Thursday, March 25, 2010

Transition to Spring

First Day Out (16 X 20"). Perez Collection.

Rock Creek in March (24 X30")

Spring Sprang (9 X 12")

Sprung (11 X 14")

These pieces are presented in order and represent my first plein-air efforts of the year. First Day Out was painted on March 17 at my beloved bench in Montrose Park, behind Dumbarton Oaks. There were just a few snowdrops and crocuses on the ground, and I admired the arc of this solemn sentinel among the day's long shadows. The Rock Creek piece was painted the next day, just downstream from the police headquarters on Beech Drive. The creek had been quite high that week, and the woods were showing the impact of the winter's storms. I'm pleased by the energized and sculptural qualities of this piece. The beech tree is clearly relishing the end of winter. The other two were painted yesterday (3/24) in Montrose Park. A very graceful cherry towers above my bench there. I painted it first from above and then from below.

Adirondack Interlude in Early March

Giant at Sunset (24 X 30")

Last Light on Giant (11 X 14"), Merrill Collection.

Pilgrimage to Indian Head (16 X 20"), Sold.

Maribel and I went up to New York City in early March for a dance performance by my cousin Simon Thomas-Train and his BigAPE company. Mari had to report back to DC for work, but I decided I couldn't resist the chance to visit Aunt Betsey and Uncle David and enjoy spring snow in Keene Valley. I skiid into and across the Lower Ausable Lake on Monday, March 8. I didn't see a soul until I was nearly out and encountered Chuck from the Mountaineer. I made it back to town in time for Jimmy Goodwin's 100th birthday party. All the usual suspects were there, and I got to see a painting I'd never seen before by Harold Weston of the legendary Doc Goff which hangs on the second floor of the Neighborhood House. Afterward, I went back up to the Ausable Club golf course to watch the sunset on Giant and take photos. These three paintings reflect the pilgrimage nature of the trip north. The night before my ski into the Lower Lake, I'd had a dream about the importance of maintaining an adventurous spirit in this life, and Indian Head figured prominently in the dream. Over the course of my day in the backcountry, the dream's meaning chrystalized for me. On Tuesday I rode the lifts and carved telemark turns at Whiteface.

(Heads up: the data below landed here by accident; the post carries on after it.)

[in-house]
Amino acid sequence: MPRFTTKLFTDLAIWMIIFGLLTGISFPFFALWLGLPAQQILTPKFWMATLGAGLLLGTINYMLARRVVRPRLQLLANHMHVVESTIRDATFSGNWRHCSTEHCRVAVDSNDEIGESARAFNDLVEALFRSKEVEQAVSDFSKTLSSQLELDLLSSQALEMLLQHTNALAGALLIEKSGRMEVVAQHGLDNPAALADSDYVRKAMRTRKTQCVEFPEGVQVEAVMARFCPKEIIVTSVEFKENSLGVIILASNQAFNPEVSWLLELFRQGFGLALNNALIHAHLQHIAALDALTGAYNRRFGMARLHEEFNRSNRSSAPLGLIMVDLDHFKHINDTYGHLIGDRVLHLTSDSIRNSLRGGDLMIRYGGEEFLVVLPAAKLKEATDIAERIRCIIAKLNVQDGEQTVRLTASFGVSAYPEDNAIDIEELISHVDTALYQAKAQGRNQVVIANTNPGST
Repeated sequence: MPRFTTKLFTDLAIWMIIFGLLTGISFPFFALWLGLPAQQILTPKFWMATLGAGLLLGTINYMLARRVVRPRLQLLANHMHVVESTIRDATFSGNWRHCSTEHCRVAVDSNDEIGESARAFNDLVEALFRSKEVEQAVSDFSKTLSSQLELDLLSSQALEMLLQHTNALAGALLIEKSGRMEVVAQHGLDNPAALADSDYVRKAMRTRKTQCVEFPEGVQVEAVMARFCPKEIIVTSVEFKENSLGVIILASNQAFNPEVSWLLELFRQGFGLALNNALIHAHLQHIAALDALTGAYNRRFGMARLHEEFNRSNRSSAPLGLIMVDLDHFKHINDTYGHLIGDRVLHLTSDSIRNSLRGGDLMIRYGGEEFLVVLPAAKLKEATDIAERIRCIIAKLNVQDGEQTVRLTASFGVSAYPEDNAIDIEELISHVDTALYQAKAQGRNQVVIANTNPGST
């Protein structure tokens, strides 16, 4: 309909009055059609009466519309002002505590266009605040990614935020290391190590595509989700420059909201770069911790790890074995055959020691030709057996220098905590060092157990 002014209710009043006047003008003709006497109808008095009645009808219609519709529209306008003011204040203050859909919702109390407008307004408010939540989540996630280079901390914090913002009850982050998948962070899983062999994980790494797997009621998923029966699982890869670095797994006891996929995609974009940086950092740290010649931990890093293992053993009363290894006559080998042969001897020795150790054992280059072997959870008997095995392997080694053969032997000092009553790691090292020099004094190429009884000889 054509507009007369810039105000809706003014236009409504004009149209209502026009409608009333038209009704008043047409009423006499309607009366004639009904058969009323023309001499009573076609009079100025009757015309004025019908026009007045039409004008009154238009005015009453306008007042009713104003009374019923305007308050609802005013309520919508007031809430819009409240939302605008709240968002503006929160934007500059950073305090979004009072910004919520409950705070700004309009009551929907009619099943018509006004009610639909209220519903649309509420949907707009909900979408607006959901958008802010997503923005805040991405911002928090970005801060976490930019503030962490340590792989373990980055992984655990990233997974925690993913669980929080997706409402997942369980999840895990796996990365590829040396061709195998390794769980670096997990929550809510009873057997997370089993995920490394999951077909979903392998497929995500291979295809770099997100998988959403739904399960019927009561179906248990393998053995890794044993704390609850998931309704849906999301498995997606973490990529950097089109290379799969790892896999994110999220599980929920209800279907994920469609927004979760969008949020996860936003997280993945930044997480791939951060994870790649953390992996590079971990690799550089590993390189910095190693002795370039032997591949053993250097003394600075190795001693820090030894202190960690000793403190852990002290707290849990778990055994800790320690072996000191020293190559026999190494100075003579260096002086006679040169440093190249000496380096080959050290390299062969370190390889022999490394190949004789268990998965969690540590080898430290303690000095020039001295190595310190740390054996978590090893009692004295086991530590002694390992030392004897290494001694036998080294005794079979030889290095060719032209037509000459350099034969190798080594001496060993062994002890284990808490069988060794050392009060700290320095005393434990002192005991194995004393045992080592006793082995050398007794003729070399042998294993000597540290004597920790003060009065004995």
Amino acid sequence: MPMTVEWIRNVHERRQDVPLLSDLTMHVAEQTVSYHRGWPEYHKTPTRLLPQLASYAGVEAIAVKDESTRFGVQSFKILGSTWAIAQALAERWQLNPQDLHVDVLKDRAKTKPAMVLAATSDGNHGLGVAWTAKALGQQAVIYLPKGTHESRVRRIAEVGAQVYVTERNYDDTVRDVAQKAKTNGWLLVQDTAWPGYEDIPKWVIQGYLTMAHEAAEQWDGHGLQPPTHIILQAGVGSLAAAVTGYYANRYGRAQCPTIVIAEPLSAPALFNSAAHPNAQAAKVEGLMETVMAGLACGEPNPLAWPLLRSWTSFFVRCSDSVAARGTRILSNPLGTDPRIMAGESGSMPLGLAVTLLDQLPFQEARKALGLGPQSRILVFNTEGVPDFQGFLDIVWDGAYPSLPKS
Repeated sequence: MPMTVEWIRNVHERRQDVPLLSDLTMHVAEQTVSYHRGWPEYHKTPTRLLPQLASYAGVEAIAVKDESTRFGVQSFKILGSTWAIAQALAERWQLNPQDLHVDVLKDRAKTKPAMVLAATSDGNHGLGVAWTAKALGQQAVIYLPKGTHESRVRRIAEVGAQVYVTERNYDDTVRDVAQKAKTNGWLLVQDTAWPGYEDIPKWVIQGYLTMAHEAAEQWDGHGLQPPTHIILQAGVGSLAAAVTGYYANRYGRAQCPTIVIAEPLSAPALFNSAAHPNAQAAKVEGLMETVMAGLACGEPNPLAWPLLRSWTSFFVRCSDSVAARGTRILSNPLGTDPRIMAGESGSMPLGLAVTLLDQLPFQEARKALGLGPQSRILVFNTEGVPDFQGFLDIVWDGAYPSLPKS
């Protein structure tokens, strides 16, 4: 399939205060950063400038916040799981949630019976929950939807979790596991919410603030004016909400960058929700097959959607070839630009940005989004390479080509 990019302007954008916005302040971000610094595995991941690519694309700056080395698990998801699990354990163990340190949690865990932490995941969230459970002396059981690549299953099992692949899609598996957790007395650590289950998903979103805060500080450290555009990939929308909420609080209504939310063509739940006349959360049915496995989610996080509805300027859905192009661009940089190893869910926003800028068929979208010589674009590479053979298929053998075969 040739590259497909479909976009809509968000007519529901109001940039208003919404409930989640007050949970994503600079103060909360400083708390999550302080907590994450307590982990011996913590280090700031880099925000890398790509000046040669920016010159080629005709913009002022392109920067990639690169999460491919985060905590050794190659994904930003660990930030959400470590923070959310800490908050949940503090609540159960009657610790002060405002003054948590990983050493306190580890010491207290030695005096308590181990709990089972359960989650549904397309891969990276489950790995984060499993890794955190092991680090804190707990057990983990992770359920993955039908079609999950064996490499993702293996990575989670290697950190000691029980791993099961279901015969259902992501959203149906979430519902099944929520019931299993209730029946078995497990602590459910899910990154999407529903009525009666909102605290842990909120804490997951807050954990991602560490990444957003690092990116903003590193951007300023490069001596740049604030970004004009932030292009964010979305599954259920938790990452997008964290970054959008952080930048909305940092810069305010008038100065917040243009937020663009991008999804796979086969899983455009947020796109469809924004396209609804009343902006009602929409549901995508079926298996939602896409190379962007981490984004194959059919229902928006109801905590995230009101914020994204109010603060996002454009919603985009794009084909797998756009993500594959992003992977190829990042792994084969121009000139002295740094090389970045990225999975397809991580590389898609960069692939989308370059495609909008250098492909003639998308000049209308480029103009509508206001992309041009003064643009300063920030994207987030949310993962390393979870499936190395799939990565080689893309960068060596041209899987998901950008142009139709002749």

Friday, March 12, 2010

Lakeside Meditations, I & II

Lakeside Meditation I (18 X 24"), sold

Lakeside Meditation II (30 X 40"), Squatmas Collection.

Maribel and I lived and studied at the Sivananda Ashram at Neyyar Dam in Kerala, India for four weeks in 2007, completing the Sivananda yoga teacher training course. The ashram is on the northwestern edge of the very large lake created by Neyyar Dam. On some mornings, the swamis would lead our class on a walk to this open area on the shoreline where we could watch the sunrise. As local families conducted their morning routines on the lake, we would do sitting meditation, satsang, and then walk back to the ashram for tea before our morning session of hatha yoga. Our afternoon yoga session was always very rigorous and was conducted on a shaded platform on the far side of this branch of the lake, over on the left side of this painting. Many of us would swim from there every afternoon before dinner. That was my favorite part of every day, swimming and floating in this healthy, beloved, and tranquil body of bliss. The lake is surrounded by a wildlife sanctuary, complete with uproarious lions, picturesque villages, and the backdrop of a granite mountain range called the Ghats ("steps"). Fish and crocodiles swim about freely, villagers bathe and do their laundry, and the ashram's yogis swim, sing, and meditate. Maribel and I consider this lakeside the most blissful place we've ever had the pleasure of spending time.

Snowy Path Revisited

Snowy Path II (16 X 20")

This is a larger version of a painting I did in December of a snow-covered path along the west side of Rock Creek. The first painting was small and executed quickly. It sold almost immediately, before I had a chance to decide if it was really finished. I made a larger version of it in the hope that I could push the inviting, enveloping backlit effect more. I love the way this piece draws my eye into a dance with depthless blues, flaming golds, and smoldering auburn wood tones. Exploring this piece is a cleansing, awakening experience. When I have my doubts about oil painting and its value to humanity or the earth, I can look to this piece as one that affirms the connection between mind and nature, between the creative light within and the glorious lights of creation.